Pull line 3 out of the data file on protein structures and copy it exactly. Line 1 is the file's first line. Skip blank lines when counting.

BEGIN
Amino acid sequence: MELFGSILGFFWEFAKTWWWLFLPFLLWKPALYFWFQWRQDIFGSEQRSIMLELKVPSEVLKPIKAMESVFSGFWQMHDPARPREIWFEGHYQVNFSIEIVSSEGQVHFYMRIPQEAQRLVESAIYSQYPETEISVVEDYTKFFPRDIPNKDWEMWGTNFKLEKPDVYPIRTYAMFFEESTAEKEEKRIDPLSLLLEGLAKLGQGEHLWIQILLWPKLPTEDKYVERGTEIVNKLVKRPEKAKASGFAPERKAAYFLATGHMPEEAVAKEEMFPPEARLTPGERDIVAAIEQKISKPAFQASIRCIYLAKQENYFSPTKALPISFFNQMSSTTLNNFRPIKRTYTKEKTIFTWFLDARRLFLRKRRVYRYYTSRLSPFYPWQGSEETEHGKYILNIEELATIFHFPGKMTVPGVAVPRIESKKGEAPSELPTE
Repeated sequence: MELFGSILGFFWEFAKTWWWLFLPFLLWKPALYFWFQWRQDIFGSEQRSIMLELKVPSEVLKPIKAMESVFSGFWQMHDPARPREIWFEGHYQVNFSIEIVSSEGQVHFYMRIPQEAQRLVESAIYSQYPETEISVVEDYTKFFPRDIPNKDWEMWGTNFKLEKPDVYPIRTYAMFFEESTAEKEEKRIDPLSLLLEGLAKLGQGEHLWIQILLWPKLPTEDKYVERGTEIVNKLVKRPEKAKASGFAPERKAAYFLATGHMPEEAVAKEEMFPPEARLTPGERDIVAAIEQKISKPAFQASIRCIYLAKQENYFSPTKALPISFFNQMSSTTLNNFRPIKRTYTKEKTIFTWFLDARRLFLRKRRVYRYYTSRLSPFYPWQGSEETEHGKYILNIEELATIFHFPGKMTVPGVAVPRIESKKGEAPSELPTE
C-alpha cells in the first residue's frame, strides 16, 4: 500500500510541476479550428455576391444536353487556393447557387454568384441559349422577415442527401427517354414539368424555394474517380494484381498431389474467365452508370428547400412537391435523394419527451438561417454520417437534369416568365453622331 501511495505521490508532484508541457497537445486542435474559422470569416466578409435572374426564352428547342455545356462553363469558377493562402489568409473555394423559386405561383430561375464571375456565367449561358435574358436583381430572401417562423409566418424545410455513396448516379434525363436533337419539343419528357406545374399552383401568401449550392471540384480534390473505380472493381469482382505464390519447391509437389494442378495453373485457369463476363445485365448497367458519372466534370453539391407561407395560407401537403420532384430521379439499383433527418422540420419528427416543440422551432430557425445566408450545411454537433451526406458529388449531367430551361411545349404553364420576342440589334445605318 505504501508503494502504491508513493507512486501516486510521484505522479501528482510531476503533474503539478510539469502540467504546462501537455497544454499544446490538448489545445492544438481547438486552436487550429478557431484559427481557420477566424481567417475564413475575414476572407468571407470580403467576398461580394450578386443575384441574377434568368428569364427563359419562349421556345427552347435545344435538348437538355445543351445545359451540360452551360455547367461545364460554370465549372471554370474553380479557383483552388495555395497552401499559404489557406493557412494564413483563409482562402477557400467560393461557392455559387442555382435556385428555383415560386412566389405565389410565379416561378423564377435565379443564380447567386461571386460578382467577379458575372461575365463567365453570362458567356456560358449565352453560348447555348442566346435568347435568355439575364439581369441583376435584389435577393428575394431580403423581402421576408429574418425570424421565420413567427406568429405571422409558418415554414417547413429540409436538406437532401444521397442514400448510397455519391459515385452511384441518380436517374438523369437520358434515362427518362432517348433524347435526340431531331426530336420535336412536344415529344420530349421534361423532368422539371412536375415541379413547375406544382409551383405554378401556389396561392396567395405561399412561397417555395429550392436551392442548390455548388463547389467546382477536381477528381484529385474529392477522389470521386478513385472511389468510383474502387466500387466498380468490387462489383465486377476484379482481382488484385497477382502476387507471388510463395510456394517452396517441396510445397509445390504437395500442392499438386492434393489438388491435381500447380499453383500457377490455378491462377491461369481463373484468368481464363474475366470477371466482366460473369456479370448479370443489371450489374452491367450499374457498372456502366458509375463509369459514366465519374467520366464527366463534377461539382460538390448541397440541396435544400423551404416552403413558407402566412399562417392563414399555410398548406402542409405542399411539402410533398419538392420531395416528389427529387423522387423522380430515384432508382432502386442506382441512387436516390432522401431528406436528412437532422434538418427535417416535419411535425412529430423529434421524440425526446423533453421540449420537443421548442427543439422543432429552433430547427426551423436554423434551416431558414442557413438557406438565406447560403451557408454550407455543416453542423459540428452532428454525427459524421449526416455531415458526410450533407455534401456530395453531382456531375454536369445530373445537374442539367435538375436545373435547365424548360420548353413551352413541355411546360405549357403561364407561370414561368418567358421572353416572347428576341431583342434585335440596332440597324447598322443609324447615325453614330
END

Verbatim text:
C-alpha cells in the first residue's frame, strides 16, 4: 500500500510541476479550428455576391444536353487556393447557387454568384441559349422577415442527401427517354414539368424555394474517380494484381498431389474467365452508370428547400412537391435523394419527451438561417454520417437534369416568365453622331 501511495505521490508532484508541457497537445486542435474559422470569416466578409435572374426564352428547342455545356462553363469558377493562402489568409473555394423559386405561383430561375464571375456565367449561358435574358436583381430572401417562423409566418424545410455513396448516379434525363436533337419539343419528357406545374399552383401568401449550392471540384480534390473505380472493381469482382505464390519447391509437389494442378495453373485457369463476363445485365448497367458519372466534370453539391407561407395560407401537403420532384430521379439499383433527418422540420419528427416543440422551432430557425445566408450545411454537433451526406458529388449531367430551361411545349404553364420576342440589334445605318 505504501508503494502504491508513493507512486501516486510521484505522479501528482510531476503533474503539478510539469502540467504546462501537455497544454499544446490538448489545445492544438481547438486552436487550429478557431484559427481557420477566424481567417475564413475575414476572407468571407470580403467576398461580394450578386443575384441574377434568368428569364427563359419562349421556345427552347435545344435538348437538355445543351445545359451540360452551360455547367461545364460554370465549372471554370474553380479557383483552388495555395497552401499559404489557406493557412494564413483563409482562402477557400467560393461557392455559387442555382435556385428555383415560386412566389405565389410565379416561378423564377435565379443564380447567386461571386460578382467577379458575372461575365463567365453570362458567356456560358449565352453560348447555348442566346435568347435568355439575364439581369441583376435584389435577393428575394431580403423581402421576408429574418425570424421565420413567427406568429405571422409558418415554414417547413429540409436538406437532401444521397442514400448510397455519391459515385452511384441518380436517374438523369437520358434515362427518362432517348433524347435526340431531331426530336420535336412536344415529344420530349421534361423532368422539371412536375415541379413547375406544382409551383405554378401556389396561392396567395405561399412561397417555395429550392436551392442548390455548388463547389467546382477536381477528381484529385474529392477522389470521386478513385472511389468510383474502387466500387466498380468490387462489383465486377476484379482481382488484385497477382502476387507471388510463395510456394517452396517441396510445397509445390504437395500442392499438386492434393489438388491435381500447380499453383500457377490455378491462377491461369481463373484468368481464363474475366470477371466482366460473369456479370448479370443489371450489374452491367450499374457498372456502366458509375463509369459514366465519374467520366464527366463534377461539382460538390448541397440541396435544400423551404416552403413558407402566412399562417392563414399555410398548406402542409405542399411539402410533398419538392420531395416528389427529387423522387423522380430515384432508382432502386442506382441512387436516390432522401431528406436528412437532422434538418427535417416535419411535425412529430423529434421524440425526446423533453421540449420537443421548442427543439422543432429552433430547427426551423436554423434551416431558414442557413438557406438565406447560403451557408454550407455543416453542423459540428452532428454525427459524421449526416455531415458526410450533407455534401456530395453531382456531375454536369445530373445537374442539367435538375436545373435547365424548360420548353413551352413541355411546360405549357403561364407561370414561368418567358421572353416572347428576341431583342434585335440596332440597324447598322443609324447615325453614330